Eric Alexander, 6 – Nice game playing in a little bit of an unfamiliar spot for Eric. Had a hand in the first goal, and generally did well to orchestrate offense and get back defensively.
Darlington Nagbe, 8 – Man of the Match. Man of the Month. The kid is just on fire right now.
Sal Zizzo, 4.5 – After two remarkable outings last week, Sal came back down to earth a little bit on Saturday. Vancouver seemed to be respecting his pace a little bit more than Toronto or New York, which made things harder for Sal, but opened up some space for others. Maybe that grade is a little bit harsh.
Bright Dike, 4 – I actually thought this was a pretty anonymous performance from Dike. Showed a little bit better touch a few times, but otherwise was dramatically upstaged by Nagbe’s brilliance.
Franck Songo’o, 6 – A little bit lucky on the goal, but was still very active for Portland on the left side. Great to see him open his Timbers account, though. He still needs to work on his fitness, however, as he was getting awfully friendly with the turf in the late stages.
Rodney Wallace, 4 – I thought this was a peculiar substitution considering Franck looked gassed. Rod didn’t make much of an impression playing square pegly in the center of midfield.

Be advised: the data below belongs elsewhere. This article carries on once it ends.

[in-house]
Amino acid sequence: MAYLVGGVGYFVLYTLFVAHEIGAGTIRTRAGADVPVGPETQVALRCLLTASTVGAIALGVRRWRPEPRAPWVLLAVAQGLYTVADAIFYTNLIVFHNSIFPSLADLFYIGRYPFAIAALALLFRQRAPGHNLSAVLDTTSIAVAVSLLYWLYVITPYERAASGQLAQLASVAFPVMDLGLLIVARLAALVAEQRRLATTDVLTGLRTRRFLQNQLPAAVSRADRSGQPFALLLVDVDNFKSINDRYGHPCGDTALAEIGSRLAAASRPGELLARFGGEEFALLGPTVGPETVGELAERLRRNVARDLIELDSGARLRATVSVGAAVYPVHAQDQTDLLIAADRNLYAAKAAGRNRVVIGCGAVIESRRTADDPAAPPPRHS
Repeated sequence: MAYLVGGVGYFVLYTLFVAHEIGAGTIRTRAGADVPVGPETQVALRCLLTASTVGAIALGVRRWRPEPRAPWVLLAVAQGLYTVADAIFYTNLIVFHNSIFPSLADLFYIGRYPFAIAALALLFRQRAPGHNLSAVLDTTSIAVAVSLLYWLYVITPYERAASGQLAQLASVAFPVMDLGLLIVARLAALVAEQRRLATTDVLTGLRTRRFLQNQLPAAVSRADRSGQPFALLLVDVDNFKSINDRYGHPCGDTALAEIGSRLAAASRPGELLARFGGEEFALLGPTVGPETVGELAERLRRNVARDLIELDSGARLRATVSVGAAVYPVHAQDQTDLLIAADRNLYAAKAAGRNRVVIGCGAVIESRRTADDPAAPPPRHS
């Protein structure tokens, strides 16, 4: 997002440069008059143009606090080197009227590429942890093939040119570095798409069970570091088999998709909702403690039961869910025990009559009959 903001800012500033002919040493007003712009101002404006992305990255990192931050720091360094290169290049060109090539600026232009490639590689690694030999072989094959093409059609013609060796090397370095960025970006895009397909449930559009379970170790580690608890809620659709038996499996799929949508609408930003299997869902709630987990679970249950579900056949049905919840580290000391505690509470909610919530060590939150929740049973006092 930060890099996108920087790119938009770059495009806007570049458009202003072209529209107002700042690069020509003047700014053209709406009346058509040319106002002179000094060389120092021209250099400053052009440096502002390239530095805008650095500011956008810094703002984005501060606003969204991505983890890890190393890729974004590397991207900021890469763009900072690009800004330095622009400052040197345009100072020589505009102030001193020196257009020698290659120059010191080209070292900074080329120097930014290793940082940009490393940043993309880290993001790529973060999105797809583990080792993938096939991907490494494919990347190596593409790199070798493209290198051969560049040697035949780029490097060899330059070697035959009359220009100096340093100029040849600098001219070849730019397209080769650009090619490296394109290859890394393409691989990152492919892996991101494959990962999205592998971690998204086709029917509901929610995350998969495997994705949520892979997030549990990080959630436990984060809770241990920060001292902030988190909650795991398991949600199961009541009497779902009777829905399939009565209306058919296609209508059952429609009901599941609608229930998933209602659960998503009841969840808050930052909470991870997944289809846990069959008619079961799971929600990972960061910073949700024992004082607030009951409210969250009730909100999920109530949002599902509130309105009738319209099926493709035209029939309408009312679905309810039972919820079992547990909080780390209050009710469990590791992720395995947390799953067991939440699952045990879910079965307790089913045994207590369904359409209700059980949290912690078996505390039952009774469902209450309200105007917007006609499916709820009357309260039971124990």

Danny Mwanga, 5 – Came on late, but had a couple moments of good hold up play as the Timbers were salting the match away.
Lovel Palmer, INC.
Preseason Prediction: Timbers 2, Whitecaps 0. Boyd brace.
Actual Result: Timbers 2, Whitecaps 1. Nagbe, Miller, Songo’o.
Onward, Rose City!
 Two things about this play. First, it appeared as though the linesman waited to watch the replay on the big screen before advising the referee, who clearly followed his assistant’s advice on issuing the straight red card. Second, after re-watching the play, I think it’s a harsh decision. Sure, the elbow went up, but it didn’t appear to be particularly malicious or dangerous. Surely nothing worse than what Tim Cahill pulled last week. Yellow? No question. Red? Harsh.
 Every once in a while, a basketball coach with inferior talent in his squad will get his team to just run like crazy and try to out-score their opponents. This usually works to a certain extent – say, bringing a poor team up near .500 – but ultimately is insufficient to bring the team out of mediocrity. The Timbers’ tactics feel a little bit like that. It might work with more dependable defensive personnel – paging Eric Brunner – but right now I’m not sure it’s any more than a Band-Aid.
 I’m making up words now. Probably a good thing we’re almost through here.
 And a hilariously incorrect quip about the Timbers capping off a hot August.